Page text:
Published on July 20th, 2016 | by Conor Smyth0
“So, is there a plan?” wonders a skeptical teen in the backseat of a cramped car on the school run. With these adults, it’s hard to know. Questions of intentions, schemes and the invisible hand of fate animate Rebecca Miller’s witty new comedy Maggie’s Plan, a charming three-hander with wonderful turns from Greta Gerwig, Ethan Hawke and Julianne Moore as inter-linked lovers whose hearts can’t seem to sit still.
Gerwig dials down the quirk as the titular Maggie, a single New Yorker eager to take control of her life. She still delivers lines with that air of playful, slightly affected, vacancy, but Maggie is controlled and emotionally neat, knotted up in bright knee-high socks and snug cardigans. Her business outreach job at the New School, bridging artists’ ambitions and commercial realities, signals a more tempered idealism than, say, Frances in Frances Ha! or Brooke in Mistress America. This version of the Gerwig figure is grown up, capable, and thinks she knows what she wants from the world. But we’re never too old to make fools of ourselves, and life still trips her up.
Maggie has a plan, or several of them, and none turn out as designed. We open with her informing ex and close friend Tony (Bill Hader), now married to Maya Rudolph’s art lecturer, that she’s ready to start a family on her own. She’s already lined up a sperm donation from ex-classmate and pickle entrepreneur Guy (Vikings‘ Travis Fimmel) but complicating the picture is Hawke’s John, the “bad boy of ficto-critical anthropology”, who’s trying to write a novel and escape from his wife’s shadow, Moore’s intimidatingly cerebral Danish theorist, played with frosty indifference. Maggie provides the warm reception to his work he’s been craving, and the two quickly fall in love, setting up a fertility comedy with Maggie as the ‘other woman’.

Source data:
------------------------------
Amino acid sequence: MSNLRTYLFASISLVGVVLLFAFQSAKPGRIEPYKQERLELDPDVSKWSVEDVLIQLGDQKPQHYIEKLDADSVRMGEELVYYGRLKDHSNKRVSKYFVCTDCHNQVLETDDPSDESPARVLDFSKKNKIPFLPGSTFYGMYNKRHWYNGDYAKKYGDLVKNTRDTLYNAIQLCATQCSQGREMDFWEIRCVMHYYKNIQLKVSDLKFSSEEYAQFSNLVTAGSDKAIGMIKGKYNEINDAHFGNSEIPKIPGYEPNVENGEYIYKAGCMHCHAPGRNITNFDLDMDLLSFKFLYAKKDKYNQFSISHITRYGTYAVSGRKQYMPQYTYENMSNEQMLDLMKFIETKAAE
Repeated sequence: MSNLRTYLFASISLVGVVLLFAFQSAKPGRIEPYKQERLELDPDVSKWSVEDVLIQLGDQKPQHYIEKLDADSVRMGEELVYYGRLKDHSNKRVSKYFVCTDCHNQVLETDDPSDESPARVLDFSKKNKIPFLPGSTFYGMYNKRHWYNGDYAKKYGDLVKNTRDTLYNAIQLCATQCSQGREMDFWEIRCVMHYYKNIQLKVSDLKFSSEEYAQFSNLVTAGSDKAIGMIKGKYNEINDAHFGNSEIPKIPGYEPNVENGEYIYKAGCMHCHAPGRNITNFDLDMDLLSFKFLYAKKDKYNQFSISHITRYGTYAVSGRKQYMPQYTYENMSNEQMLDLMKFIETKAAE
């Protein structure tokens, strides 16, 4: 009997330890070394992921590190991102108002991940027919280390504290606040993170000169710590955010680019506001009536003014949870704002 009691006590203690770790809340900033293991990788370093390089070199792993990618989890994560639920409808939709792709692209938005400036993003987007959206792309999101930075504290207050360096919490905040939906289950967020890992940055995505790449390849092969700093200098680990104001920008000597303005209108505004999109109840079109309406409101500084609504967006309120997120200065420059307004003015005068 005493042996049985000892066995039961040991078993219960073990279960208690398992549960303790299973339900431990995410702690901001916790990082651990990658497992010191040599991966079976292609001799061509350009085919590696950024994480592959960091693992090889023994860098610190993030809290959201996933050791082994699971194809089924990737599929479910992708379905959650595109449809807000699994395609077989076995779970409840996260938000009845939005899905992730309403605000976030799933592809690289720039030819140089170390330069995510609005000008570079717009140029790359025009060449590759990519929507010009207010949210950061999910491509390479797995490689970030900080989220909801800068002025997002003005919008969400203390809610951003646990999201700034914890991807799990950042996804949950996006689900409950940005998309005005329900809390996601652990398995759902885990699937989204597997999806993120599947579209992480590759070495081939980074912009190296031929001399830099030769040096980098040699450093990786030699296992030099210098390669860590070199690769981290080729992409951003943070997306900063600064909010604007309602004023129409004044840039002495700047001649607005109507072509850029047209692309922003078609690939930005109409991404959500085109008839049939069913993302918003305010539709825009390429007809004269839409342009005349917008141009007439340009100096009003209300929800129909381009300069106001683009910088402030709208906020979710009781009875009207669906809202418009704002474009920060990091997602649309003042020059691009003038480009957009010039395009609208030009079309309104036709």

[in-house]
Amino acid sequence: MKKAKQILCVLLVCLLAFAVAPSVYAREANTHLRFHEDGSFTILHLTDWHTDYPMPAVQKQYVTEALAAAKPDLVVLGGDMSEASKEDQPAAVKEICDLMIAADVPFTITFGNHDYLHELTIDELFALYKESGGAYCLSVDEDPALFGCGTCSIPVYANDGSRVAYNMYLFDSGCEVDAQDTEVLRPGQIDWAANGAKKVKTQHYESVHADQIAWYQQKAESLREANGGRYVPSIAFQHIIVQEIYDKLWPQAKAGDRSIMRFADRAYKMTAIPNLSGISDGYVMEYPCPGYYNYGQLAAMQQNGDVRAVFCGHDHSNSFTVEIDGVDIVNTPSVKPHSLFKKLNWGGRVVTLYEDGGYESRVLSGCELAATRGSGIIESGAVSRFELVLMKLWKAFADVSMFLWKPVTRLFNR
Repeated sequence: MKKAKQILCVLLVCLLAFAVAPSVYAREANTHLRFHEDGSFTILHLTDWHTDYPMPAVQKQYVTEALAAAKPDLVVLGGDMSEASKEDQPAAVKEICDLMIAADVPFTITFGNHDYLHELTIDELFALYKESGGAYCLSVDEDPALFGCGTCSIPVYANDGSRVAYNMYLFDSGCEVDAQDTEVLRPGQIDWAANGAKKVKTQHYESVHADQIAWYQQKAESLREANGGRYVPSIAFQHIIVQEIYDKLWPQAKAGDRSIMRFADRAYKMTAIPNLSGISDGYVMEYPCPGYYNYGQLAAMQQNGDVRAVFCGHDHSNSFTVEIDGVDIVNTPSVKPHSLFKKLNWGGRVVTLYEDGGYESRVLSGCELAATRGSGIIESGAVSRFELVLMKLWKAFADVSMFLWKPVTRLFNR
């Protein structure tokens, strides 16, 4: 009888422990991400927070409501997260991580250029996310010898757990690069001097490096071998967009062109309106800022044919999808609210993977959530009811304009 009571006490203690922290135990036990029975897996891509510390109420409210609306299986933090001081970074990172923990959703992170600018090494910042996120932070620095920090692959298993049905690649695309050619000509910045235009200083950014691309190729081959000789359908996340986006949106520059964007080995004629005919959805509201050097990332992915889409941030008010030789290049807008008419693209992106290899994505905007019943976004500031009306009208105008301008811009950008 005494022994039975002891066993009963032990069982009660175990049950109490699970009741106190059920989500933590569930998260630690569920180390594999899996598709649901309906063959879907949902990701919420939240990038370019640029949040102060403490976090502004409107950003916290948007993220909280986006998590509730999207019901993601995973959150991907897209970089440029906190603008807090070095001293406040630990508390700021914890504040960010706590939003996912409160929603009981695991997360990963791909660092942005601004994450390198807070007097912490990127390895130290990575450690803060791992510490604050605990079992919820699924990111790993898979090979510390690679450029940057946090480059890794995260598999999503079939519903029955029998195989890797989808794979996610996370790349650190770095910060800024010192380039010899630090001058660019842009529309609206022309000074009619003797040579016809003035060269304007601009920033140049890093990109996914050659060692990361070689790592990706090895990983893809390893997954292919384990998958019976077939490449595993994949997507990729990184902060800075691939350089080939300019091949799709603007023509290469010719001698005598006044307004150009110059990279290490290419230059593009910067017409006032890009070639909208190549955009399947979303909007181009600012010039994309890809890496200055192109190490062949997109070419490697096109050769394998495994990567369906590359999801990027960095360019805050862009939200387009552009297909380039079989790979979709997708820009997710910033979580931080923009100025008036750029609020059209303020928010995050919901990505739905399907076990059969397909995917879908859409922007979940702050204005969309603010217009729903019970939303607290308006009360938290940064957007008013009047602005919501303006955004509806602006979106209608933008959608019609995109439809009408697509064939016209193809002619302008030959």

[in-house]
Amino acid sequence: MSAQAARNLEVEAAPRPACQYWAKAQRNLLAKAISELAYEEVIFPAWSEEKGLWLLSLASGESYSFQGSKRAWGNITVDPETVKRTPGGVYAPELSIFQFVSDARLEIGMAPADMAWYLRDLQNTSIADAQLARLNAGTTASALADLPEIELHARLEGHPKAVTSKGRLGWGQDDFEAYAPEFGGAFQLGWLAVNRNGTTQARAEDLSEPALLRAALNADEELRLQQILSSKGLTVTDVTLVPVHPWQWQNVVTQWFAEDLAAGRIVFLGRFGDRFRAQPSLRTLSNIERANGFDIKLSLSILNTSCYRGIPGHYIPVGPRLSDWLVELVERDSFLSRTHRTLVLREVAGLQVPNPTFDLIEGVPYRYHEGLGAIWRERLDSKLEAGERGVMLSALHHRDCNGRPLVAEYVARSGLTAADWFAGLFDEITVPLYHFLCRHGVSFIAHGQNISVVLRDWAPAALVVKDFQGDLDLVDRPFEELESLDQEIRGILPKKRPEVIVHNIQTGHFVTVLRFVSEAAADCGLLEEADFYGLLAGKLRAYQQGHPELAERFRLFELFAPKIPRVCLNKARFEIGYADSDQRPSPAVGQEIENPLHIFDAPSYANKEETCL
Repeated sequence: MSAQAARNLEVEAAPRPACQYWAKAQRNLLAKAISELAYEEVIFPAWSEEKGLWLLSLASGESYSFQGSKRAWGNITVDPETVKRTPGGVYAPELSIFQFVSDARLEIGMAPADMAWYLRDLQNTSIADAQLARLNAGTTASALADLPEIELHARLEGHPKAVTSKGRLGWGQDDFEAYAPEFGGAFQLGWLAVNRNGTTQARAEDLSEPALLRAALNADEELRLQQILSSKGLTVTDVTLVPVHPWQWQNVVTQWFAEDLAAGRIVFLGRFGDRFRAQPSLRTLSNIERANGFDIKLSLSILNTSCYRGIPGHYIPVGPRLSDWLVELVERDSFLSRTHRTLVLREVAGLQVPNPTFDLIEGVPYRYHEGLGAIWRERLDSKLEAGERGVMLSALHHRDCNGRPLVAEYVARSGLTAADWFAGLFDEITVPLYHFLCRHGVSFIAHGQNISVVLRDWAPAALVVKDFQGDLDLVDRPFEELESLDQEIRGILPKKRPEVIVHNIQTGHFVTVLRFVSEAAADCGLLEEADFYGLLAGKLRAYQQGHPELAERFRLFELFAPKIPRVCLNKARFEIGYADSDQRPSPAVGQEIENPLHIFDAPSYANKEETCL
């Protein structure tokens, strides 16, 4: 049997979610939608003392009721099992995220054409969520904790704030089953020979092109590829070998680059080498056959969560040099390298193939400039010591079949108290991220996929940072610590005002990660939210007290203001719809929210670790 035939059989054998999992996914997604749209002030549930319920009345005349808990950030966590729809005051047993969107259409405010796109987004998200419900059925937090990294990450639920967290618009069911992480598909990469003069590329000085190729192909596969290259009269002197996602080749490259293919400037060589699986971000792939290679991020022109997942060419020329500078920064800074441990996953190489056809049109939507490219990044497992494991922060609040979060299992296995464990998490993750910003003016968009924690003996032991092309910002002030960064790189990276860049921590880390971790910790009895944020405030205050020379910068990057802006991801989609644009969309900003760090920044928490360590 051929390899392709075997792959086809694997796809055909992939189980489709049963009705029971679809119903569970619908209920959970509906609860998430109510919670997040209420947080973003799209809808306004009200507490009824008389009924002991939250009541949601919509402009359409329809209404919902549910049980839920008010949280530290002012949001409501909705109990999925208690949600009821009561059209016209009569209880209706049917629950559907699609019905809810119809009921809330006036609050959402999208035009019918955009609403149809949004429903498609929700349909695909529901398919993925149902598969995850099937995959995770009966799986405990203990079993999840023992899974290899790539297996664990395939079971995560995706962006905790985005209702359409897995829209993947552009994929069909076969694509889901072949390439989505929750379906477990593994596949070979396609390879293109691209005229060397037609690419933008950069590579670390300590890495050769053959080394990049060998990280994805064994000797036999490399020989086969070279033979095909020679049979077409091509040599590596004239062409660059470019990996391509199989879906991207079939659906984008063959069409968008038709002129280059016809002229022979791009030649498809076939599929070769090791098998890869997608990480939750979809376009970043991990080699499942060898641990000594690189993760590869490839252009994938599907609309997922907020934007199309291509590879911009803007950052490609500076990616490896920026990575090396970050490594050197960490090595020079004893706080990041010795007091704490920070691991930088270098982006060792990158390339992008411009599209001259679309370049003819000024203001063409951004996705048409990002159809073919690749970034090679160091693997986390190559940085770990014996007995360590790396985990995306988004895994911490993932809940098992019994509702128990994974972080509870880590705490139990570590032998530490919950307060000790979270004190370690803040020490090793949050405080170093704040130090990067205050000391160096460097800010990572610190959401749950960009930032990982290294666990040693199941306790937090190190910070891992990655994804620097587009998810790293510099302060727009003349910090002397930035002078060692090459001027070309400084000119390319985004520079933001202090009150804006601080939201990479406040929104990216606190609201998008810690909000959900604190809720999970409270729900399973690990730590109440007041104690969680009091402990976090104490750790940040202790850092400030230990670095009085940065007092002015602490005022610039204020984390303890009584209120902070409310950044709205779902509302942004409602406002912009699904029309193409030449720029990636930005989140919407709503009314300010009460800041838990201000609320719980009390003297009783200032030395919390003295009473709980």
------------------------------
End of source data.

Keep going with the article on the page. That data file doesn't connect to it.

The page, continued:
But expectations are scrambled by an audacious timejump into Maggie and John’s worn-in marriage, now with a young daughter in tow. She’s busy fussing around after John’s two previous kids, never mind their own. And he’s still not finished that damn book. Maggie is beginning to suspect that she’s made a colossal error and slowly a new plan emerges, ridiculous but eminently practical: what if she could just pawn John back to his ex-wife without him knowing, and hit the restart button on the past five years?
Compared to her brilliant collaborations with Noah Baumbach, Maggie’s Plan is a minor work in the Gerwig canon. Like its protagonist the film is sensitive but a little empty-headed, curious but not especially hungry for insight. But it’s immensely enjoyable in its own way, with an appreciation for how romance and self-narratives continue to screw with us right through adulthood. Most of the pleasure comes from watching this ménage à trois of smart but flawed and self-absorbed people crash into eachother, their dialogue sprinkled with sprightly academicese (“no-one unpacks commodity fetishism quite like you do”).
Moore, as ever, is the standout, with her clipped accent, fierce stare and wild feathered jackets, an ice raptor who hovers over the self-doubting Maggie, but comes to like and appreciate her rival. John’s novel is a comically exaggerated autobiography about a married man caught between a mad wife and a demure mistress and Maggie’s Plan could have used some of that screwball intensity, but there is a languid honesty to how its stories pan out, the lovers caught in inevitable loops like skaters doing figure 8s. Conor Smyth
Summary: Dir: Rebecca Miller